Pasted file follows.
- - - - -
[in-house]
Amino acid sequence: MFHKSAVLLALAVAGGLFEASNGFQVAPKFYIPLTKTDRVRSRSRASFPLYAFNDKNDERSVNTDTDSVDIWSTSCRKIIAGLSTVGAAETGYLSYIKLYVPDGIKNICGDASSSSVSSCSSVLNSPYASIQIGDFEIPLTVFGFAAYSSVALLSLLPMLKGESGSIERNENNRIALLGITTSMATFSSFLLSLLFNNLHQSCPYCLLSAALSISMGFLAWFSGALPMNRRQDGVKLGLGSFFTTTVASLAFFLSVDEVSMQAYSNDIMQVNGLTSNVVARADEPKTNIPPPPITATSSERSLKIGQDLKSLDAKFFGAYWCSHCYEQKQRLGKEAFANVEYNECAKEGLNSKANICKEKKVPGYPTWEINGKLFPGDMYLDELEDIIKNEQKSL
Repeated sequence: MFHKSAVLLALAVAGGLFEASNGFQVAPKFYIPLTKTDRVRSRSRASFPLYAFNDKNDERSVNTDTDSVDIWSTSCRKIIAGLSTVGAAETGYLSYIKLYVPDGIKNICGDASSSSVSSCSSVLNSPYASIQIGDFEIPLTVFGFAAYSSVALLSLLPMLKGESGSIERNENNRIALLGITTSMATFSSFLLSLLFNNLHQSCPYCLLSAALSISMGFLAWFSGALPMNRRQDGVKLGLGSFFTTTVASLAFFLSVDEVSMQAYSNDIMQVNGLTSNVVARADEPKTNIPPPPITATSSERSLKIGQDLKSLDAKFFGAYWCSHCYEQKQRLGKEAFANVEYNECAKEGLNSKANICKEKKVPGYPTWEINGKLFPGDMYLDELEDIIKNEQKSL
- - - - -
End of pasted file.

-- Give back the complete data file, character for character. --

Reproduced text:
[in-house]
Amino acid sequence: MFHKSAVLLALAVAGGLFEASNGFQVAPKFYIPLTKTDRVRSRSRASFPLYAFNDKNDERSVNTDTDSVDIWSTSCRKIIAGLSTVGAAETGYLSYIKLYVPDGIKNICGDASSSSVSSCSSVLNSPYASIQIGDFEIPLTVFGFAAYSSVALLSLLPMLKGESGSIERNENNRIALLGITTSMATFSSFLLSLLFNNLHQSCPYCLLSAALSISMGFLAWFSGALPMNRRQDGVKLGLGSFFTTTVASLAFFLSVDEVSMQAYSNDIMQVNGLTSNVVARADEPKTNIPPPPITATSSERSLKIGQDLKSLDAKFFGAYWCSHCYEQKQRLGKEAFANVEYNECAKEGLNSKANICKEKKVPGYPTWEINGKLFPGDMYLDELEDIIKNEQKSL
Repeated sequence: MFHKSAVLLALAVAGGLFEASNGFQVAPKFYIPLTKTDRVRSRSRASFPLYAFNDKNDERSVNTDTDSVDIWSTSCRKIIAGLSTVGAAETGYLSYIKLYVPDGIKNICGDASSSSVSSCSSVLNSPYASIQIGDFEIPLTVFGFAAYSSVALLSLLPMLKGESGSIERNENNRIALLGITTSMATFSSFLLSLLFNNLHQSCPYCLLSAALSISMGFLAWFSGALPMNRRQDGVKLGLGSFFTTTVASLAFFLSVDEVSMQAYSNDIMQVNGLTSNVVARADEPKTNIPPPPITATSSERSLKIGQDLKSLDAKFFGAYWCSHCYEQKQRLGKEAFANVEYNECAKEGLNSKANICKEKKVPGYPTWEINGKLFPGDMYLDELEDIIKNEQKSL